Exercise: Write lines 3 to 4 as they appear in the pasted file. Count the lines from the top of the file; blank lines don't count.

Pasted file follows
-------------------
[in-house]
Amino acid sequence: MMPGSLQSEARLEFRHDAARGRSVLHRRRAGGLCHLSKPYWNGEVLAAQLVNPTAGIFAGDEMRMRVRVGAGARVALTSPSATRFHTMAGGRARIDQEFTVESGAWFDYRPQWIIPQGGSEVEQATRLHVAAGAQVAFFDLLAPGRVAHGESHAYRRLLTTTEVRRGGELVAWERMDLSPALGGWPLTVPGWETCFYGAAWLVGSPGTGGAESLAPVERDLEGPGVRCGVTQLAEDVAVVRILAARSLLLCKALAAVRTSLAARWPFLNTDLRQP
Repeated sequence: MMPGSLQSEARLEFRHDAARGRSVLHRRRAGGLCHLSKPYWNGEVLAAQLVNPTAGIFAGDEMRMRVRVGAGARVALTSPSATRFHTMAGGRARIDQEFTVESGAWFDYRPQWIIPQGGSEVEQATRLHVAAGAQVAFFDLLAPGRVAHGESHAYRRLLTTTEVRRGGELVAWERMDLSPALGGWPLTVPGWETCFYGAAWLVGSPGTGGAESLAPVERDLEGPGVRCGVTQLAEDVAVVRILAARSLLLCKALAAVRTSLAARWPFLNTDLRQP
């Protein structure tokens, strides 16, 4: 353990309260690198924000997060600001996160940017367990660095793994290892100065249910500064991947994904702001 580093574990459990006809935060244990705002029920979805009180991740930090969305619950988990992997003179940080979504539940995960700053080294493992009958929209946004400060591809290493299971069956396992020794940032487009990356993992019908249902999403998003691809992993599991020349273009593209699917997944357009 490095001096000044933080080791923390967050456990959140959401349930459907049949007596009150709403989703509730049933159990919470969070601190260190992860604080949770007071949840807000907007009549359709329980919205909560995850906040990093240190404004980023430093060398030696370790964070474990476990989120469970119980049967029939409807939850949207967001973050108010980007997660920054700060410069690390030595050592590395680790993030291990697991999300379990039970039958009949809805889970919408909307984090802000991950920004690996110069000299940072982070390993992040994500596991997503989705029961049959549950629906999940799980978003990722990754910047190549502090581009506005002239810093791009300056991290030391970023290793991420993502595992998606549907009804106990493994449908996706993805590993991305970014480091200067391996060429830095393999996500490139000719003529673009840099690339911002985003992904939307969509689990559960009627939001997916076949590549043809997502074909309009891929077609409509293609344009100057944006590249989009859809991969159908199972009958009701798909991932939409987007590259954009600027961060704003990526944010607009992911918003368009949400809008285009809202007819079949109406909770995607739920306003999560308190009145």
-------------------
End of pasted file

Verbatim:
Repeated sequence: MMPGSLQSEARLEFRHDAARGRSVLHRRRAGGLCHLSKPYWNGEVLAAQLVNPTAGIFAGDEMRMRVRVGAGARVALTSPSATRFHTMAGGRARIDQEFTVESGAWFDYRPQWIIPQGGSEVEQATRLHVAAGAQVAFFDLLAPGRVAHGESHAYRRLLTTTEVRRGGELVAWERMDLSPALGGWPLTVPGWETCFYGAAWLVGSPGTGGAESLAPVERDLEGPGVRCGVTQLAEDVAVVRILAARSLLLCKALAAVRTSLAARWPFLNTDLRQP
């Protein structure tokens, strides 16, 4: 353990309260690198924000997060600001996160940017367990660095793994290892100065249910500064991947994904702001 580093574990459990006809935060244990705002029920979805009180991740930090969305619950988990992997003179940080979504539940995960700053080294493992009958929209946004400060591809290493299971069956396992020794940032487009990356993992019908249902999403998003691809992993599991020349273009593209699917997944357009 490095001096000044933080080791923390967050456990959140959401349930459907049949007596009150709403989703509730049933159990919470969070601190260190992860604080949770007071949840807000907007009549359709329980919205909560995850906040990093240190404004980023430093060398030696370790964070474990476990989120469970119980049967029939409807939850949207967001973050108010980007997660920054700060410069690390030595050592590395680790993030291990697991999300379990039970039958009949809805889970919408909307984090802000991950920004690996110069000299940072982070390993992040994500596991997503989705029961049959549950629906999940799980978003990722990754910047190549502090581009506005002239810093791009300056991290030391970023290793991420993502595992998606549907009804106990493994449908996706993805590993991305970014480091200067391996060429830095393999996500490139000719003529673009840099690339911002985003992904939307969509689990559960009627939001997916076949590549043809997502074909309009891929077609409509293609344009100057944006590249989009859809991969159908199972009958009701798909991932939409987007590259954009600027961060704003990526944010607009992911918003368009949400809008285009809202007819079949109406909770995607739920306003999560308190009145």